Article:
During the 2011–12 school year, 177 students earned 828 hours of articulation credit.

Students can then apply those courses toward associate degrees or professional licenses. Pool said the certifications and professional licenses obtained through course articulation could help those students work higher-wage jobs as they put themselves through college.

"It's not just directing them toward something they want to do," she said. "It's about reducing that cost toward college and having them more prepared to be successful in college."

Hays Superintendent Michael McKie said the school district may even consider building a joint facility for articulation courses.

"With Austin Community College, do we build a joint facility with them to offer career-based courses, or do we build a career and technical education course-type high school where it's a non-traditional high school?" McKie said. "There are a lot of different things we're going to have to talk about in the future to see how we can best meet the needs of our students and this community."

House Bill 5

The Texas Legislature took up the issue of engaging students in the 83rd Legislative Session that ended in May.

House Bill 5, which was passed by the Legislature and signed into law June 10, creates new "graduation pathways" that allow students to specialize in one of five areas: public services; multidisciplinary studies; business; arts and humanities; and science, technology, engineering and math, or STEM.

Pool said there are still very few details available about how the new legislation will affect the state's educators, but she believes HB 5 will help engage students by allowing them to pursue classes that are relevant to their interests. The hope is that students who are engaged in this way will remain in school and be more likely to make a smooth transition to a community college or university, she said.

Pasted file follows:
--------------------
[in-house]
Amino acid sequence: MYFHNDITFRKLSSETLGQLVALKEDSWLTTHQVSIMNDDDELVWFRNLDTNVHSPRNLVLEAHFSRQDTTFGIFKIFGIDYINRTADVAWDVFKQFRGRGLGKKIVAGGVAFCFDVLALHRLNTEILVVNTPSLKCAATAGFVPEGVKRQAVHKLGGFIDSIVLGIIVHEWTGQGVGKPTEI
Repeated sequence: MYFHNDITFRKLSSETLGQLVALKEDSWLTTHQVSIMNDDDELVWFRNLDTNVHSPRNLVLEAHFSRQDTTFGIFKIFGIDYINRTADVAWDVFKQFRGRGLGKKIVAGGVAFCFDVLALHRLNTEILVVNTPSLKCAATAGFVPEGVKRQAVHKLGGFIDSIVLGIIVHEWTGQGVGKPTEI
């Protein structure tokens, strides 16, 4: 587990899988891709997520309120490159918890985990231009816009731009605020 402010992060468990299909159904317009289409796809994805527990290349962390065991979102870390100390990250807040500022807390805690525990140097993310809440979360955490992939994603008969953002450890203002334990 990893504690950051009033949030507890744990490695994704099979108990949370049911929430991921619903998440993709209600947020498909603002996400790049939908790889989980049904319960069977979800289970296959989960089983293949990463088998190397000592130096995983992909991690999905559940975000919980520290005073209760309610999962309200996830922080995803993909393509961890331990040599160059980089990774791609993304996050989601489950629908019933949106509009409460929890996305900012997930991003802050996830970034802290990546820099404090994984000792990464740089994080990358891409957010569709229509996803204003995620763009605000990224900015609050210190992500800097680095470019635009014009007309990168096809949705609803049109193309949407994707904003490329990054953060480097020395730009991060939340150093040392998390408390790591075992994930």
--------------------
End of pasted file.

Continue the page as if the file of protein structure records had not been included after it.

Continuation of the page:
"We're so excited that now there are different pathways for students that celebrate their own strengths and give real strength to areas that kids have interest," Pool said. "It's respectful of individual students' strengths."

Opponents of the bill have argued that asking high school freshmen to decide which specialization they would like to pursue forces them to make a decision that could impact the rest of their lives.

McKie countered that for students who are not ready to choose a specialization, the multidisciplinary studies specialization would allow them to maintain flexibility. Additionally, the bill includes a provision that allows students to opt out of the specializations if they get written permission from a parent or guardian.

McKie said the district will have to determine which courses should be added to the curriculum and which courses need to be expanded to satisfy the new graduation requirements, but he believes the legislation will ultimately help students.

"I think you're going to start seeing more kids staying in school because they can finally take courses that are of interest," McKie said.